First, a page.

Perspectives regarding 50 years of research on effects of tropospheric ozone air pollution on US forestsAuthor(s): David F. Karnosky; John M. Skelly; Kevin E. Percy; Art H. Chappelka
Source: Environmental Pollution. 147: 489-506.
Publication Series: Scientific Journal (JRNL)
Station: Northern Research Station
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Tropospheric ozone (O3) was first determined to be phytotoxic to grapes in southern California in the 1950s. Investigations followed that showed O3 to be the cause of foliar symptoms on tobacco and eastern white pine. In the 1960s, "X" disease of ponderosa pines within the San Bernardino Mountains was likewise determined to be due to O3. Nearly 50 years of research have followed. Foliar O3 symptoms have been verified under controlled chamber conditions. Studies have demonstrated negative growth effects on forest tree seedlings due to season long O3 exposures, but due to complex interactions within forest stands, evidence of similar losses within mature tree canopies remains elusive.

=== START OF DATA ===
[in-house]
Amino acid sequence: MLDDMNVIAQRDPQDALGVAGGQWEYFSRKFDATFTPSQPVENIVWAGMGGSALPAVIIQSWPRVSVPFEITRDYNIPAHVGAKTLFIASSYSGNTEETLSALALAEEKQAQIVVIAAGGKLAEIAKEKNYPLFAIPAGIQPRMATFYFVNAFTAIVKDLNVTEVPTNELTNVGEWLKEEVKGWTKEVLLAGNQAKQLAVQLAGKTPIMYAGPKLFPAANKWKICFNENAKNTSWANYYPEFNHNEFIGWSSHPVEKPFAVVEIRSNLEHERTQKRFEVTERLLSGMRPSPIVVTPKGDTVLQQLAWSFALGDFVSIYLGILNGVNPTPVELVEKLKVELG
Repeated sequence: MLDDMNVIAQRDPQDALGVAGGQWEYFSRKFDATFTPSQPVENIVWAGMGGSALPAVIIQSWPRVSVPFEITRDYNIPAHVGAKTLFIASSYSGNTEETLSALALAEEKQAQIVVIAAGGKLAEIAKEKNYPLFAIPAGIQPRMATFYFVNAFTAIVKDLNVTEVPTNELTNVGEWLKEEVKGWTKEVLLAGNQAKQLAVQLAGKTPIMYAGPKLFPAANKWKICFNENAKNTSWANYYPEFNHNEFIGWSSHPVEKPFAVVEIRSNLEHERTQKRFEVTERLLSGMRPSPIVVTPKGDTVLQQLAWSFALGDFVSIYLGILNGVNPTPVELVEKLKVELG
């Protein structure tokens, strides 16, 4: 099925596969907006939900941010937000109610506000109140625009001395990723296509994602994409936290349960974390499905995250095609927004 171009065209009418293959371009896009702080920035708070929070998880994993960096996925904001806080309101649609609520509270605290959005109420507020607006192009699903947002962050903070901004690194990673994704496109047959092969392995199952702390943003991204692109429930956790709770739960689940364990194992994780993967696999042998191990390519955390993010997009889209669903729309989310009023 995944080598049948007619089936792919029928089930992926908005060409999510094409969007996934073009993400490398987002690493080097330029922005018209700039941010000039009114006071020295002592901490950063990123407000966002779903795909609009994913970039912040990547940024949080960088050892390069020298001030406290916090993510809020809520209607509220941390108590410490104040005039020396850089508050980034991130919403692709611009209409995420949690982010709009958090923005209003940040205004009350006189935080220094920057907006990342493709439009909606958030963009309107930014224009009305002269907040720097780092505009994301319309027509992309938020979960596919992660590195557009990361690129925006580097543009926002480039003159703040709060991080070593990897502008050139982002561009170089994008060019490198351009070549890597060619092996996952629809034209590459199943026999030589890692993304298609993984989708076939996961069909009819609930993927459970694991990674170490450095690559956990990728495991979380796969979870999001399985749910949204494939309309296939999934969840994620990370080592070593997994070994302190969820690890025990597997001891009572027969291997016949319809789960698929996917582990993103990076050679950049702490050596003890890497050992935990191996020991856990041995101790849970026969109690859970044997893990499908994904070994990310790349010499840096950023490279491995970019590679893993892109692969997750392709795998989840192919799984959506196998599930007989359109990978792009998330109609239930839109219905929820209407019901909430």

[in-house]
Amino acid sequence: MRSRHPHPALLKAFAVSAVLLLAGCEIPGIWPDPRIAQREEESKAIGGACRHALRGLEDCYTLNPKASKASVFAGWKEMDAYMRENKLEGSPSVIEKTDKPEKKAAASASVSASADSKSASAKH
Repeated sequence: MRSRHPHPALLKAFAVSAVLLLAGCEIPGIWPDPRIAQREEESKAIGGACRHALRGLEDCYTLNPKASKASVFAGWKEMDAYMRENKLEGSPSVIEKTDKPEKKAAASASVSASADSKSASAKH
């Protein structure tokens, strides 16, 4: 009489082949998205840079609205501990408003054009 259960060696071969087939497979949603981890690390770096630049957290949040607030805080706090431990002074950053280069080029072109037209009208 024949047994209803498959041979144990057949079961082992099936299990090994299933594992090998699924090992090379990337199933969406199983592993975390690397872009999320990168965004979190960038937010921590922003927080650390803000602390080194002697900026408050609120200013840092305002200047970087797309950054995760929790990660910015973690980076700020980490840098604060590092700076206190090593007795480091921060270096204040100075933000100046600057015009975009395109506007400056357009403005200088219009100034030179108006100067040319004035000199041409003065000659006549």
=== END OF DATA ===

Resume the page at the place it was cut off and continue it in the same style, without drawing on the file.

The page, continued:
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CitationKarnosky, David F.; Skelly, John M.; Percy, Kevin E.; Chappelka, Art H. 2007. Perspectives regarding 50 years of research on effects of tropospheric ozone air pollution on US forests. Environmental Pollution. 147: 489-506.
KeywordsO3, interacting multiple stresses, forest ecosystems, black cherry, eastern white pine, aspen, Ponderosa pine
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